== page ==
ARTE 402. Art Education Secondary Materials and Practicum. 4 Hours.

Semester course; 3 lecture and 3 studio hours. 4 credits. Prerequisites: admission to the art teacher preparation program and completion of ARTE 311. For art education majors only or by approval of department chair. A preparatory experience with observation and participation in art programs in middle school, secondary school and nontraditional settings prior to student teaching. This course explores art materials and techniques suitable for these levels, examines developmental performance levels and analyzes evaluation methods appropriate for art. Writing intensive.

Arts, Bachelor of Fine Arts (B.F.A.) with a concentration in art education

The Bachelor of Fine Arts in Arts with a concentration in art education is an approved teacher preparation program that complies with the professional standards of the Virginia Department of Education and the Southern Association of Colleges and Schools. It is further accredited by the National Council for Accreditation of Teacher Education and the National Association of Schools of Art and Design. All of these agencies assure the highest professional program standards. Graduates of the program are eligible for Virginia teacher licensure to teach art in pre-kindergarten through grade 12. Student learning outcomes Upon completing this program, students will know and know how to do the following: Students will develop a professional philosophical position about the relevance and importance of art education. Students will implement/acquire a variety of art instructional strategies that reflect an understanding of the artistic, cognitive, emotional and social development of children, as well as national, state and local curricular standards and assessment techniques, in order to meet the needs of diverse learners. Students will be able to create and adapt learning environments that address the needs of all students. Students will be able to design assessment methods to measure student knowledge and skills, improve student learning and further professional practice. Students will teach art in ways that engage traditional and contemporary artists (diverse in regards to gender, ethnicity, sexual identity, social class and other dimensions of identity). Students will seek internships, service-learning positions and local, national and international experiences that lead to research and deepen engagement with diverse communities.

Dance and Choreography, Bachelor of Fine Arts (B.F.A.)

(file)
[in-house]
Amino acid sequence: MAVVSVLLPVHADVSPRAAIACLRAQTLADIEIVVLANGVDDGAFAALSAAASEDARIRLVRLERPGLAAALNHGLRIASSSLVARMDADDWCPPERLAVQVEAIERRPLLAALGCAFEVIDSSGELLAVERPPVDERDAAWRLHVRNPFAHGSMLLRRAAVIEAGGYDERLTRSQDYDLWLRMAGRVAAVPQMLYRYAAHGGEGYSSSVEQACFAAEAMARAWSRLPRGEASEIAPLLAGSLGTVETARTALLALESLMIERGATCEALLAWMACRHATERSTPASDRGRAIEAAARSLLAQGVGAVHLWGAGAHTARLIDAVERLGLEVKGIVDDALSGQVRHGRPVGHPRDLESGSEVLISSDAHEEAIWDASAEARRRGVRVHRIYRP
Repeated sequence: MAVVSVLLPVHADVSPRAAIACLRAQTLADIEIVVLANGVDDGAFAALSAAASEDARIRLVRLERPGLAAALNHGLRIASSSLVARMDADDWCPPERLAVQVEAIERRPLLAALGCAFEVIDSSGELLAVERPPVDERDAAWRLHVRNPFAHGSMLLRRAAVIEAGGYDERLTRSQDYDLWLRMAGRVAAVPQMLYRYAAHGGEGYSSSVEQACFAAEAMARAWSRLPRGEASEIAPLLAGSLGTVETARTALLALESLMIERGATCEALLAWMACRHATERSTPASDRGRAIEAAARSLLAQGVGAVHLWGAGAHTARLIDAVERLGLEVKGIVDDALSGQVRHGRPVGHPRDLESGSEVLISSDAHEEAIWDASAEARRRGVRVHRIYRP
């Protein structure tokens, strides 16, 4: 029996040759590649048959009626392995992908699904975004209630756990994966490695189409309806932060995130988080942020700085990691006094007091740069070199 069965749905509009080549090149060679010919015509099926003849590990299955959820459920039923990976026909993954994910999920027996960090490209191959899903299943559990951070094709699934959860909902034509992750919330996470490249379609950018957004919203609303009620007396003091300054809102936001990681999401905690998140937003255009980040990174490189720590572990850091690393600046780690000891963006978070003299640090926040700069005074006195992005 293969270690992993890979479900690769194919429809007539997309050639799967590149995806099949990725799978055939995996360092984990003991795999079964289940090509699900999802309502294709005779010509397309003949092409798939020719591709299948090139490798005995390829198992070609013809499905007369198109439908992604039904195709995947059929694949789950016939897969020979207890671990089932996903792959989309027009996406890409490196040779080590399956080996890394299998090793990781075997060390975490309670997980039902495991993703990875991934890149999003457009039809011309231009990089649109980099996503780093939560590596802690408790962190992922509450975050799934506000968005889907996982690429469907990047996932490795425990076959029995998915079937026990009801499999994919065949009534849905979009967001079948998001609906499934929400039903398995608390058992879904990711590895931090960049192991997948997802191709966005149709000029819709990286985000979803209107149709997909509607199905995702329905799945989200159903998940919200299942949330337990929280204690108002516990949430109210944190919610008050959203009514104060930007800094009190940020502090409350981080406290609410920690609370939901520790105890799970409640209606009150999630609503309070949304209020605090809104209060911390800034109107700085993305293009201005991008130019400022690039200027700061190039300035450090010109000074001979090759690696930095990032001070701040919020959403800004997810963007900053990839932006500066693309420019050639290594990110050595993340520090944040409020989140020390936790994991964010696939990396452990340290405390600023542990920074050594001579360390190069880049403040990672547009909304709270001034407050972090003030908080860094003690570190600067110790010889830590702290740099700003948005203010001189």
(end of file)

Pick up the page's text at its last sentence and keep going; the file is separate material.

The Bachelor of Fine Arts in Dance and Choreography requires a total of 120 credits, with 81 of those credits as the major core curriculum. Alongside general education courses, dance-focused academics and creative process classes (i.e. composition and choreography), dance majors are typically required to take two technique classes daily throughout the majority of their studies. The continuous study of modern/contemporary dance and ballet is a strong component of the curriculum. In addition, elective courses in partnering, jazz, hip hop, West African, contact improvisation, yoga, Pilates and other studio experiences are offered, rounding out a curriculum that also involves studies in anatomy and dance science, dance history, and music, among other areas. Within the major core there are opportunities for repertory experience and for independent study. The dance major program is rigorous. Students’ technique placement within the required major courses is determined through departmental assessment and placement processes. Formal evaluation procedures include a placement class for entering students, juried examinations at the end of the first semester of the freshman and sophomore years and every semester of the junior and senior years. In the second semester of the freshman and sophomore years the jury is folded into a comprehensive career evaluation called the Freshmen Review and the Sophomore Readmittance Exam, respectively. These career evaluations are to assess each student’s progress in relationship to the standards of the program and progress toward degree completion. Students in the major program may be notified of probationary status after the Freshmen Review. All majors must pass the Sophomore Readmittance Exam in order to continue in the major. This exam stands on its own as a separate evaluation from course grades. The VCU dance program provides abundant opportunities for students to interact with faculty and guest artists in academic, professional, creative and performance contexts. Within the School of the Arts, dance students have frequent opportunities to work collaboratively with other students in the arts. Possibilities include the visual arts, participation in multimedia events and productions outside the dance department. Any dance major can perform in numerous formal concerts, informal showings and lecture-demonstrations produced by the department. Opportunities also are available for training in teaching, but students interested in earning state certification should consult their advisers. Student learning outcomes Upon completing this program, students will know and know how to do the following: Students should achieve proficiency in improvisation, composition, choreography and related art forms that encourage creativity and an individual point of view. Students should become proficient in modern dance technique and performance and a diverse range of other dance techniques in order to maximize their potential to become versatile dancers of technical excellence. Students should demonstrate a global and historical perspective of dance as an art form, with an emphasis on diverse contemporary approaches to dance making, research and performance. Students should demonstrate writing and critical-thinking skills. Students should demonstrate comprehensive and theoretical understanding of the field of dance.